Port officials in Savannah, Georgia; Jacksonville, Florida; and Wilmington, North Carolina, along with the Ocean Carrier Equipment Management Association, have signed an agreement to upgrade and expand the South Atlantic Chassis Pool (SACP).
Dubbed SACP 3.0, the agreement among the Georgia Ports Authority, Jacksonville Port Authority, North Carolina State Ports Authority and the Ocean Carrier Equipment Management Association calls for up to 50,000 new high-tech intermodal chassis to handle the international container trade to and from major southeastern U.S. Atlantic ports.
Planning and implementation of the new agreement will take place over the next 18 months, officials said. There are currently 60,000 chassis in the SACP pool.
“The three ports were of the view that a new vision was needed for intermodal container chassis in the US. We believe the SACP 3.0 will achieve that vision,” Brian Clark, executive director of the North Carolina State Ports Authority, said.
The agreement will create the largest fully interoperable chassis pool in the U.S., covering the states of Alabama, Florida, Georgia, North Carolina and South Carolina, according to a release.
“This pool will be a game changer for all stakeholders in the Southeastern U.S. by upgrading the region’s intermodal chassis fleet through the creation of a true industry utility,” Griff Lynch, executive director of the Georgia Ports Authority, said. “We wanted to build on the proven strengths of the SACP by adding upgraded capacity and improved ability to respond to market changes affecting container transport service throughout the Southeastern U.S.”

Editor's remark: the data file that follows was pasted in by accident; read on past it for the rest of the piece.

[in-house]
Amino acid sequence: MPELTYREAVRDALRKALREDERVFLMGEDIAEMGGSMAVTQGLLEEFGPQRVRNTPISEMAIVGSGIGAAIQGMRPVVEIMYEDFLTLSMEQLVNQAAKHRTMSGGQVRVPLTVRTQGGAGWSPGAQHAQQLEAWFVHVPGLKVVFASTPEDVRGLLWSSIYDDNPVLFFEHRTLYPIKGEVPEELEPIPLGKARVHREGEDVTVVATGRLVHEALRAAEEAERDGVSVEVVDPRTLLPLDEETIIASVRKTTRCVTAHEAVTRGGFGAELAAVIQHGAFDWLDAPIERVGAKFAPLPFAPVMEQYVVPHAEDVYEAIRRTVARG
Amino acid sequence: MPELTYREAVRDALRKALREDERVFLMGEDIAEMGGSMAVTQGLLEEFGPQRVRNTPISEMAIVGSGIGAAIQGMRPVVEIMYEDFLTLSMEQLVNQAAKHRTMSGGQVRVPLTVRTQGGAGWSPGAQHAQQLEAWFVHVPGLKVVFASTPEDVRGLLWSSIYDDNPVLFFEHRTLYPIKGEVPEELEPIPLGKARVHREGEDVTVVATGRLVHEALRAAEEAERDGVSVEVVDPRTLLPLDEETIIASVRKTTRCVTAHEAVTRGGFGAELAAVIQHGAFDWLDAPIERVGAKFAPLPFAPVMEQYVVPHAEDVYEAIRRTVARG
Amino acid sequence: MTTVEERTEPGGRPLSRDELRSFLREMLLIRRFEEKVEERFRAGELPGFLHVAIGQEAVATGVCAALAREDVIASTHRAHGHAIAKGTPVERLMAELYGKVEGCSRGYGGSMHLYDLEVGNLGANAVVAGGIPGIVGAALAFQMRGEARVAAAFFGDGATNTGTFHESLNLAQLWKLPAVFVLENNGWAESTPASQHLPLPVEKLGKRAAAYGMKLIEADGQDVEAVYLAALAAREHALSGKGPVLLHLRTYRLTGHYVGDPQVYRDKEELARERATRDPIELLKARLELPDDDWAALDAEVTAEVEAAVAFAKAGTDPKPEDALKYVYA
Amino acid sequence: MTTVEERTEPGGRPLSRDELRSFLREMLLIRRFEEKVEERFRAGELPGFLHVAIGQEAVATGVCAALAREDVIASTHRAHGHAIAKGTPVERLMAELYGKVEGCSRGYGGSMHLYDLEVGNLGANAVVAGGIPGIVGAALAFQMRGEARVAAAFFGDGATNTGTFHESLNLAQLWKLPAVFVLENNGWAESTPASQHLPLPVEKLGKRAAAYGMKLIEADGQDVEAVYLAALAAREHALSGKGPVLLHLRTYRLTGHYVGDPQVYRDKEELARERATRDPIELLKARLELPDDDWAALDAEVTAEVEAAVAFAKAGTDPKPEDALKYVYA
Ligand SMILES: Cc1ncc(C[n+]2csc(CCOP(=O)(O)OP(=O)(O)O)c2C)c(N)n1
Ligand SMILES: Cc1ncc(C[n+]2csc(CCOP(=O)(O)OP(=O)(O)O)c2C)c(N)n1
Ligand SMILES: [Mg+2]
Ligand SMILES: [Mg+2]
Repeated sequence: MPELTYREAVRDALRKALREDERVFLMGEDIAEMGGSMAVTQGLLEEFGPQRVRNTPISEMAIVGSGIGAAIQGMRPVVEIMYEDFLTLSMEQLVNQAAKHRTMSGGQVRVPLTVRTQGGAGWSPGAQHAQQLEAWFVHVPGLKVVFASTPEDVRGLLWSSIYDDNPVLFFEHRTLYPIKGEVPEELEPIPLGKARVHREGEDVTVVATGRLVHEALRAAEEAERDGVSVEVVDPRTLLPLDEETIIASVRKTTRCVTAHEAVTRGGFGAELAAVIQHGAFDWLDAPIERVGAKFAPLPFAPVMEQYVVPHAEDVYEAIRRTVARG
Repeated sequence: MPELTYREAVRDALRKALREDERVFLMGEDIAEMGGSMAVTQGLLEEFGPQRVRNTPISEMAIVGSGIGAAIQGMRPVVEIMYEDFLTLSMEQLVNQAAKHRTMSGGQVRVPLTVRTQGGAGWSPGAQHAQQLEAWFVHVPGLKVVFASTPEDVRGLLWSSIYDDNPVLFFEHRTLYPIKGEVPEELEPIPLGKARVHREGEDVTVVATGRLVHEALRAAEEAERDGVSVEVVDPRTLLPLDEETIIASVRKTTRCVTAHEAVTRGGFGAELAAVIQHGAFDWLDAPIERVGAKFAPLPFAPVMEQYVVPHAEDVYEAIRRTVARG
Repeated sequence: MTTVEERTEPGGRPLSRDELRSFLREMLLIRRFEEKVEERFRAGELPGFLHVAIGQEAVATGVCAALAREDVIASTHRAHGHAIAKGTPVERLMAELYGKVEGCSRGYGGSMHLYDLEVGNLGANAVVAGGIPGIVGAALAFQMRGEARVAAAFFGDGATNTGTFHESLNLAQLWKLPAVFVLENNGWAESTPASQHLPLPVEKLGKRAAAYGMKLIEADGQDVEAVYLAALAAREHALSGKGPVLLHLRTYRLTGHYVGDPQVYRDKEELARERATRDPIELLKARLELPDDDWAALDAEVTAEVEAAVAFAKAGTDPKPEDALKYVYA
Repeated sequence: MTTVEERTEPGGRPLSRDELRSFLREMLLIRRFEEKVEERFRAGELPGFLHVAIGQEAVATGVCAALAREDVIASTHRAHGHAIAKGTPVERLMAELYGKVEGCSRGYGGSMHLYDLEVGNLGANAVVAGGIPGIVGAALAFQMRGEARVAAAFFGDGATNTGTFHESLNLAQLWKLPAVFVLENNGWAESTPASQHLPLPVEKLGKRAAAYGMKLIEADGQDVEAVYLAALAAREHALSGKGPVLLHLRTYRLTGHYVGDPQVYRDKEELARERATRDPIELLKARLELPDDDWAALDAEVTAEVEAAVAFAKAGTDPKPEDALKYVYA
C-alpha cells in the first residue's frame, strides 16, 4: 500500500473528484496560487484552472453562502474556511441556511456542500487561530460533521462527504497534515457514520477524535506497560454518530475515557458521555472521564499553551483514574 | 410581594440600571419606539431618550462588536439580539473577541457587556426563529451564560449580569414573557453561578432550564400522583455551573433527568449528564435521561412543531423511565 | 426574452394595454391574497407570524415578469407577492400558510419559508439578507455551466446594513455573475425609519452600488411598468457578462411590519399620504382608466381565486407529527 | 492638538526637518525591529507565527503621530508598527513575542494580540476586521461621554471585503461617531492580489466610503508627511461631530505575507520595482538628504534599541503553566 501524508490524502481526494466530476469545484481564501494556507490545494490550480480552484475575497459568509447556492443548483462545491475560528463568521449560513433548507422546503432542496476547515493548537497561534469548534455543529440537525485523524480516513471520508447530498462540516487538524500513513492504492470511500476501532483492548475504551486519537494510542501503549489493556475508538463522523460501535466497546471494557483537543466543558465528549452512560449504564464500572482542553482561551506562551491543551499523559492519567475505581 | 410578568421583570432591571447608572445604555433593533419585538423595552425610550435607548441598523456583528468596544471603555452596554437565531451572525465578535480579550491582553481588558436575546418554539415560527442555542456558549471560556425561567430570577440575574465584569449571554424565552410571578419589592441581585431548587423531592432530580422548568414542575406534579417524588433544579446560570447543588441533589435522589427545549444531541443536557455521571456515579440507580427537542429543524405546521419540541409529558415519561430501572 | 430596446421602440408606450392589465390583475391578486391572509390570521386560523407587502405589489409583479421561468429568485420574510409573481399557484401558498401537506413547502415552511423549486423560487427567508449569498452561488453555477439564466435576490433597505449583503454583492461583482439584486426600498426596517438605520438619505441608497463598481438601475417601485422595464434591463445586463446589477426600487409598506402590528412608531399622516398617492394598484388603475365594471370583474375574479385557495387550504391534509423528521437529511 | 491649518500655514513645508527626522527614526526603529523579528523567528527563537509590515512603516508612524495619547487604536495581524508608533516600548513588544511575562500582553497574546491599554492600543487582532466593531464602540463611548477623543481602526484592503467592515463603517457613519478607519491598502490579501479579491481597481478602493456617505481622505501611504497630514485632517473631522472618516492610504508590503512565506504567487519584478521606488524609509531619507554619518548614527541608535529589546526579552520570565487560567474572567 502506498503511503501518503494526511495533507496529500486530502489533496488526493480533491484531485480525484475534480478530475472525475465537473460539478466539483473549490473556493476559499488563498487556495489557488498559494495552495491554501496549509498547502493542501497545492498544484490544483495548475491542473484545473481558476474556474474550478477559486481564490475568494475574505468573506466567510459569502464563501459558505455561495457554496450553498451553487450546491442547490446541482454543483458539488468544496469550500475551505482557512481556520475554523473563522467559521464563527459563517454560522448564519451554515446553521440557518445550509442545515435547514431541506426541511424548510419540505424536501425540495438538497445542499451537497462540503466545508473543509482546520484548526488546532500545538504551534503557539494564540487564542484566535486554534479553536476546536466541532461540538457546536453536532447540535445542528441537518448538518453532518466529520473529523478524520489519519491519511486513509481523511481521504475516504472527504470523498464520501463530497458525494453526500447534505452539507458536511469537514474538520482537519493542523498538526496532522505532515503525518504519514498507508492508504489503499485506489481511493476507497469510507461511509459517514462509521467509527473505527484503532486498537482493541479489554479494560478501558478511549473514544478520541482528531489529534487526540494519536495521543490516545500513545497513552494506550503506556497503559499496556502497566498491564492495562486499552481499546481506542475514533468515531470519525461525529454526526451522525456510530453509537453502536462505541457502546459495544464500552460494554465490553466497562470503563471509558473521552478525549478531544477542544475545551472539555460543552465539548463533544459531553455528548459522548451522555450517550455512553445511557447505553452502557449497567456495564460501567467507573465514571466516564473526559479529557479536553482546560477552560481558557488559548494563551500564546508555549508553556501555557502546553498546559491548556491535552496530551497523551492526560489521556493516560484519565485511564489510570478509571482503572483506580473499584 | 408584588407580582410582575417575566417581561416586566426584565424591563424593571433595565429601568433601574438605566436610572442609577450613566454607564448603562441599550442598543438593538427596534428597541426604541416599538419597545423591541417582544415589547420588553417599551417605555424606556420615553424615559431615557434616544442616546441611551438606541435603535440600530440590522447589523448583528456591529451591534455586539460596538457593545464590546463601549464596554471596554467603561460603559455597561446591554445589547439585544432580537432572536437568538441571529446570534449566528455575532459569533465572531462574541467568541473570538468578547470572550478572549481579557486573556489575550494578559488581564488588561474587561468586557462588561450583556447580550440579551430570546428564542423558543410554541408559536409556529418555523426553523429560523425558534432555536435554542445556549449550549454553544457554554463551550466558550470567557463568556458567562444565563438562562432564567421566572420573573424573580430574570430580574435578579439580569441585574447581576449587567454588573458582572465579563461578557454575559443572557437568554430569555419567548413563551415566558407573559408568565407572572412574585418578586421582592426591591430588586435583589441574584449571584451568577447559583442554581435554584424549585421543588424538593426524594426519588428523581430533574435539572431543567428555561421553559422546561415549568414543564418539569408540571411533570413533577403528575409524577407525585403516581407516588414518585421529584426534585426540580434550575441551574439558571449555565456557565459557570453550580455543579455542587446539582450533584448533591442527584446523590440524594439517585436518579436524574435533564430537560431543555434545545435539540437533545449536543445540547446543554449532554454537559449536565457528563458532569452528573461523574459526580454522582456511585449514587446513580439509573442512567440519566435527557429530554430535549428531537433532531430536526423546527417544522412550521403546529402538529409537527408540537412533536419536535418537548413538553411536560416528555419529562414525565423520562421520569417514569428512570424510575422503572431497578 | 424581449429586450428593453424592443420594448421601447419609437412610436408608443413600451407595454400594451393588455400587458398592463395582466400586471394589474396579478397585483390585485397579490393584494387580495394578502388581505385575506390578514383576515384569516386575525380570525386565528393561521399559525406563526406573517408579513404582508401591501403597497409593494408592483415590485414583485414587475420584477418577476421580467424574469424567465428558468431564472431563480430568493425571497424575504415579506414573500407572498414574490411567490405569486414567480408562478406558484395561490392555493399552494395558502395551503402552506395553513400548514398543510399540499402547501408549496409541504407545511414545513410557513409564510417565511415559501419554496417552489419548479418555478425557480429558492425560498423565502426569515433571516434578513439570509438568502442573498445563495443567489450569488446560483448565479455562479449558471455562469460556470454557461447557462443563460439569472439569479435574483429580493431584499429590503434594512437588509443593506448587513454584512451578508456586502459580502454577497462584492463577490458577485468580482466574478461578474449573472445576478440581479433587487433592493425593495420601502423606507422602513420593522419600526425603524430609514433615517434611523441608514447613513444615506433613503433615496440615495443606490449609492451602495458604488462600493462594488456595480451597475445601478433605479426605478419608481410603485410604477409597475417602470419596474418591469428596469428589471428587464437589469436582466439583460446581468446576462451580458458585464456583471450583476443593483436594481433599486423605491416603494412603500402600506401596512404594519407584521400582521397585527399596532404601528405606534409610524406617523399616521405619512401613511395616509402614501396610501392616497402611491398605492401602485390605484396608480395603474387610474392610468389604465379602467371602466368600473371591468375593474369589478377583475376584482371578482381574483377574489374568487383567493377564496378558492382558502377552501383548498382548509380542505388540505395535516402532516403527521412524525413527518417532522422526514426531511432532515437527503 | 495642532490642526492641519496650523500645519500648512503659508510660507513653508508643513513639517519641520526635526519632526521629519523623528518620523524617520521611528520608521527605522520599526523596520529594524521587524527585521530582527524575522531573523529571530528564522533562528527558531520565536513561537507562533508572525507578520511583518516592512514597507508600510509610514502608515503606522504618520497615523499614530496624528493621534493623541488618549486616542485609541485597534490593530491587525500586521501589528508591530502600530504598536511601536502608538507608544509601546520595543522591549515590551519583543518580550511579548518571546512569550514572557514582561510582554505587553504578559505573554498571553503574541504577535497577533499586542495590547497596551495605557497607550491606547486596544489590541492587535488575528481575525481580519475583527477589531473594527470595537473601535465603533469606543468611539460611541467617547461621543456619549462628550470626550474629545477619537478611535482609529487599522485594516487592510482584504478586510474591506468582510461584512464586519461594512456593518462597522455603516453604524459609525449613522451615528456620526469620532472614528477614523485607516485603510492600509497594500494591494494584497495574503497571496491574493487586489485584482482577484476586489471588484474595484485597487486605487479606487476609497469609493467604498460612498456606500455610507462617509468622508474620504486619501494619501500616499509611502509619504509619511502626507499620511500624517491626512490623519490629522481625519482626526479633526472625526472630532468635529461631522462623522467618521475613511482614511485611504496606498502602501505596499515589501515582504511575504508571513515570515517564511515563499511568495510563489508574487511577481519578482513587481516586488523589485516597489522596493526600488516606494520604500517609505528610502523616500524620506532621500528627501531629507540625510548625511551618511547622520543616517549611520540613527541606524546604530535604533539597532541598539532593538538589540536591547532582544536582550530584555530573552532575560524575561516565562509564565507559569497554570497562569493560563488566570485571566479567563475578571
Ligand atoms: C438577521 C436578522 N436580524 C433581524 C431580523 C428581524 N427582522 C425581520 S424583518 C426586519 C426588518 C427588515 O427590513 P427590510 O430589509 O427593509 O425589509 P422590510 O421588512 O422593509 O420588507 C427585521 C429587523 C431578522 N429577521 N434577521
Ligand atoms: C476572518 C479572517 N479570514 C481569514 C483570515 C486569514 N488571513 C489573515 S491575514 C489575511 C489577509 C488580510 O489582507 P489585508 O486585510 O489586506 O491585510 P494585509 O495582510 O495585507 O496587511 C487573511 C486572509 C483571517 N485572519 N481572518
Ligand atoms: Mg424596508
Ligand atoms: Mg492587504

Ports and ocean carriers have operated under the SACP 2.0 agreement for several years. In May, the South Carolina Ports Authority — which includes the Port of Charleston and Inland Port Greer — announced it was leaving the SACP 2.0 agreement to operate its own chassis pool by May 2022.
While South Carolina Ports Authority, the Port of Charleston and Inland Port Greer will be leaving the SACP pool, “the plan is for SACP to service the South Carolina market with an off-dock offering,” according to Lisa Aurichio, a spokeswoman for Consolidated Chassis Management (CCM).
CCM is a trade association for the chassis industry and is an affiliate of the Ocean Carrier Equipment Management Association, a group of 10 major international container carriers operating in all major U.S. ports and inland locations.
“All stakeholders in the intermodal chain have felt the strain of sustained high volumes over the past 15 months,” said Jeff Lawrence, executive director of Ocean Carrier Equipment Management Association.
The majority of intermodal chassis and marine containers are manufactured in China. In May, the U.S. Department of Commerce and the U.S. International Trade Commission announced tariffs on Chinese-made chassis, leading to a shortage across the country.
“The ports have challenged us to work with them to build a true chassis utility that will deliver the most resilient, efficient and environmentally sound regional chassis fleet this country has ever seen. With the close cooperation of the three major ports and 10 major ocean carriers, we believe that objective is very achievable,” Lawrence said.
Click for more FreightWaves articles by Noi Mahoney.
More articles by Noi Mahoney
Mexico trade boomed in May, but profit margins tightening
Exports of commercial vehicles from Mexico jump 277%
Small and midsize businesses still recovering from supply chain disruptions